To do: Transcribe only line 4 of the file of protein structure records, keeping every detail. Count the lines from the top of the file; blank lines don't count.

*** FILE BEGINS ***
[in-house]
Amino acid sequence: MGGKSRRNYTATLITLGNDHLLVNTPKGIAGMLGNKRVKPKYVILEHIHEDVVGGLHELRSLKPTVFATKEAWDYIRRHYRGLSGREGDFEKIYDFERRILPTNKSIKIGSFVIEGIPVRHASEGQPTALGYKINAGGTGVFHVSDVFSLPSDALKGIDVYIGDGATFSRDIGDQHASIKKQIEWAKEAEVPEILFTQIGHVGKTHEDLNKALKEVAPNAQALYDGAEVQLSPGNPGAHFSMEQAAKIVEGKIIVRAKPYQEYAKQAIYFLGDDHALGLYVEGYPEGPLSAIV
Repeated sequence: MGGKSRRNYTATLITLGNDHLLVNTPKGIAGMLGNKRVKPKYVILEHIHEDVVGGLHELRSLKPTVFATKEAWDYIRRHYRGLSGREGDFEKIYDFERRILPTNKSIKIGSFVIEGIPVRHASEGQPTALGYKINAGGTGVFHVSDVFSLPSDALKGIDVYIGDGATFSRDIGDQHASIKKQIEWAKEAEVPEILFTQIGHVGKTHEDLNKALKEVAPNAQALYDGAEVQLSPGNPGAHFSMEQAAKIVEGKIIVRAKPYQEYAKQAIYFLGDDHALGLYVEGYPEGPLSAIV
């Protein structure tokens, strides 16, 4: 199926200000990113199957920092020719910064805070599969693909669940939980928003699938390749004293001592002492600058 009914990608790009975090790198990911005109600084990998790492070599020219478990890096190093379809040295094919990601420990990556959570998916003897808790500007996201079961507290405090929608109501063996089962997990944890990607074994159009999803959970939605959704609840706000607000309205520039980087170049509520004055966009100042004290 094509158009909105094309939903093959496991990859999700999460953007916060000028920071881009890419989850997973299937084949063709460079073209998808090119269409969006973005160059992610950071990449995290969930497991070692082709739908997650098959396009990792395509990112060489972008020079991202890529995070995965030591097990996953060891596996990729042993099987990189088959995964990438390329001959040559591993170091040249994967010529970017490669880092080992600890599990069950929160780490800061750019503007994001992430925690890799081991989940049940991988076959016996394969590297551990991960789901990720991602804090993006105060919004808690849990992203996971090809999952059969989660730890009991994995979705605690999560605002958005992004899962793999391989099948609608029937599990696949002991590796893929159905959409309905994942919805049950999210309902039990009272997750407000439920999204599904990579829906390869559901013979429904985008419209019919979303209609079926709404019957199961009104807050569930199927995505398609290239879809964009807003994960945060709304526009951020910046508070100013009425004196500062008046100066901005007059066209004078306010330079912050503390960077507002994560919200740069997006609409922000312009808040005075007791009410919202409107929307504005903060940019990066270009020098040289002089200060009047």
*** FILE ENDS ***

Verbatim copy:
């Protein structure tokens, strides 16, 4: 199926200000990113199957920092020719910064805070599969693909669940939980928003699938390749004293001592002492600058 009914990608790009975090790198990911005109600084990998790492070599020219478990890096190093379809040295094919990601420990990556959570998916003897808790500007996201079961507290405090929608109501063996089962997990944890990607074994159009999803959970939605959704609840706000607000309205520039980087170049509520004055966009100042004290 094509158009909105094309939903093959496991990859999700999460953007916060000028920071881009890419989850997973299937084949063709460079073209998808090119269409969006973005160059992610950071990449995290969930497991070692082709739908997650098959396009990792395509990112060489972008020079991202890529995070995965030591097990996953060891596996990729042993099987990189088959995964990438390329001959040559591993170091040249994967010529970017490669880092080992600890599990069950929160780490800061750019503007994001992430925690890799081991989940049940991988076959016996394969590297551990991960789901990720991602804090993006105060919004808690849990992203996971090809999952059969989660730890009991994995979705605690999560605002958005992004899962793999391989099948609608029937599990696949002991590796893929159905959409309905994942919805049950999210309902039990009272997750407000439920999204599904990579829906390869559901013979429904985008419209019919979303209609079926709404019957199961009104807050569930199927995505398609290239879809964009807003994960945060709304526009951020910046508070100013009425004196500062008046100066901005007059066209004078306010330079912050503390960077507002994560919200740069997006609409922000312009808040005075007791009410919202409107929307504005903060940019990066270009020098040289002089200060009047």